The reliance on six-year-old data when deciding if habitat for the vulnerable koala population should be cleared is unbelievable after the horror summer bushfire season, a conservation scientist has said.
Dr Stuart Blanch, the World Wildlife Fund Australia's Land Clearing and Restoration Senior Manager, said the state government should have more stringent processes when assessing developments - especially after thousands of koalas and hectares of habitat were wiped out in NSW and across the country during the summer bushfires.
He said six years was the average lifespan of a koala and in that time the population at the Brandy Hill Quarry could have drastically changed.
In fact, an Australian Koala Foundation study in 2000 found populations on Quail Island and at Sandy Point had actually doubled in under four years.
"The state government should have requested updated surveys using a wide range of techniques that are available," Dr Blanch said.
"The cumulative impact of lots of bad decisions can add up to drive species to extinction at a landscape scale."
The NSW Office of Environment and Heritage and the NSW Department of Planning and Environment looked at the project before it went to the NSW Independent Planning Commission, which gave it the green tick of approval in July.
It was approved even though quarry owner Hanson provided 2014 koala survey results throughout the process as part of its biodiversity assessment.
The updated Biodiversity Assessment Reports created in 2016 and 2019, which were submitted to the government, referred to a koala survey undertaken in 2014. Those results found there were koala droppings on the site but no breeding female koalas were spotted.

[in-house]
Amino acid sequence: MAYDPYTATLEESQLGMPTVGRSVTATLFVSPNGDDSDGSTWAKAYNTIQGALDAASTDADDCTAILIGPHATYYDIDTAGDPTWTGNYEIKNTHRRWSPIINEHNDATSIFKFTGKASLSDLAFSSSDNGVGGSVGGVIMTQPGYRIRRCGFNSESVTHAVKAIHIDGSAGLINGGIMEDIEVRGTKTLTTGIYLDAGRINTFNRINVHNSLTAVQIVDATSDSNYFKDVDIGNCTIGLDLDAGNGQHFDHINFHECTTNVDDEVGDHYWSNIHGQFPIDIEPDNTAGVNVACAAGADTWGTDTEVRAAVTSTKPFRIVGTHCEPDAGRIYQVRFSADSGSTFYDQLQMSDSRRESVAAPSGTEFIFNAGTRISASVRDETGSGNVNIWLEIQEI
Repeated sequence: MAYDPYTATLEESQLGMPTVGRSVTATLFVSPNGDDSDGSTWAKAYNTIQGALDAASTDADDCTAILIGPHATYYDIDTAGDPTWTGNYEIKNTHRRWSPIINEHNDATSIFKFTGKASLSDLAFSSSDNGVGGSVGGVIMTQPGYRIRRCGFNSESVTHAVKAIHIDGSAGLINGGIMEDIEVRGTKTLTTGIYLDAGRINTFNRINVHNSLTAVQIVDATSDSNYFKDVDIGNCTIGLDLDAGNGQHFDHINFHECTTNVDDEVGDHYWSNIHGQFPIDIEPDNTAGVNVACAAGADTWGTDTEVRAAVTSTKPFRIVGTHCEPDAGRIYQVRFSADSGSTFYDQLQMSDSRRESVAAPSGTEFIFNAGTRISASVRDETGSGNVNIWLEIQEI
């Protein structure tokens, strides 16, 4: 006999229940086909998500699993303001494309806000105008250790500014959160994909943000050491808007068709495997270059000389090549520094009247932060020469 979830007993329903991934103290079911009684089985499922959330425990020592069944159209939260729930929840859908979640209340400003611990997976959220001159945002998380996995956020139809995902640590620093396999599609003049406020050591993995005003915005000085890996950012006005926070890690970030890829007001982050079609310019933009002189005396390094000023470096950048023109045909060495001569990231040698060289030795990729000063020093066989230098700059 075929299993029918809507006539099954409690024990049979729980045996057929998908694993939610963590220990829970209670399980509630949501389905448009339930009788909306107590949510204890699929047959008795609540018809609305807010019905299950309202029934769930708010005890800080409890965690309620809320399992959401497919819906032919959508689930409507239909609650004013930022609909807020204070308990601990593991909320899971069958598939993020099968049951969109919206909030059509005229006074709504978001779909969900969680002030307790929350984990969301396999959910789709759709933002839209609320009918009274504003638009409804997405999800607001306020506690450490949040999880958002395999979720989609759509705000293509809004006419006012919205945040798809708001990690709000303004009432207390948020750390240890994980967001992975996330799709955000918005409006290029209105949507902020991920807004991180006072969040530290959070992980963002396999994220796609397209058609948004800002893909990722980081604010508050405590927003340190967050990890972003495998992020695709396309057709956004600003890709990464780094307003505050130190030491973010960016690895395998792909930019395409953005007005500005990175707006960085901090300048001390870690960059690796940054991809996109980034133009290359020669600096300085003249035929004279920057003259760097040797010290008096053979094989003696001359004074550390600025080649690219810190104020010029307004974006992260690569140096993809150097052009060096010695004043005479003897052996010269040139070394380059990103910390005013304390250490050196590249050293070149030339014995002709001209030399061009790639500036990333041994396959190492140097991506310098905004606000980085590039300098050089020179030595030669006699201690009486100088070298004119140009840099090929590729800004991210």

In the determination statement the Department of Planning and Environment said the quarry's assessment "over-estimates" the impact on the koala population even though the expansion could displace individual koalas.
The Mercury contacted the department to find out why an updated koala survey was not sought and if the 2014 survey was an adequate representation of the population in that area.
The department chose to provide an off-the-record response.
"There should have been a halt on any decision making after the fires and after the Upper House inquiry report about koalas was released, to make sure that they were on the side of caution and the state government failed to do that," Dr Blanch said.
The NSW Independent Planning Commission, which became involved due to the number of objections, said the biodiversity assessment was performed in accordance with government policies and the project had been designed to "avoid, mitigate and manage biodiversity impacts where practicable." It also said the impact on biodiversity would be "managed, mitigated and/or offset".
The project, which has been defined as a State Significant Development, is now in the hands of the Federal Environment Minister Sussan Ley and her department.
A decision is expected on September 8.
"The planning commission and state government have failed to take into account these recent events and protect the koala," Dr Blanch said.
"What other disasters need to happen before governments stop approving the destruction of koala habitat?"
Residents who live near the quarry are concerned the 2014 koala survey doesn't reflect the current population of koalas, or the demand for the trees in the area that has been proposed for clearing.
They have urged their neighbours, and supporters, to write to Ms Ley and urge her to ask for an updated koala survey before she makes a decision.
Documents submitted to the state government as part of Hanson's application process show the land earmarked for clearing is koala habitat. It's also home to other threatened species, although the koala will face most of the impact. The quarry wants to clear 52 hectares of land to increase its production to a maximum of 1.5 million tonnes per year.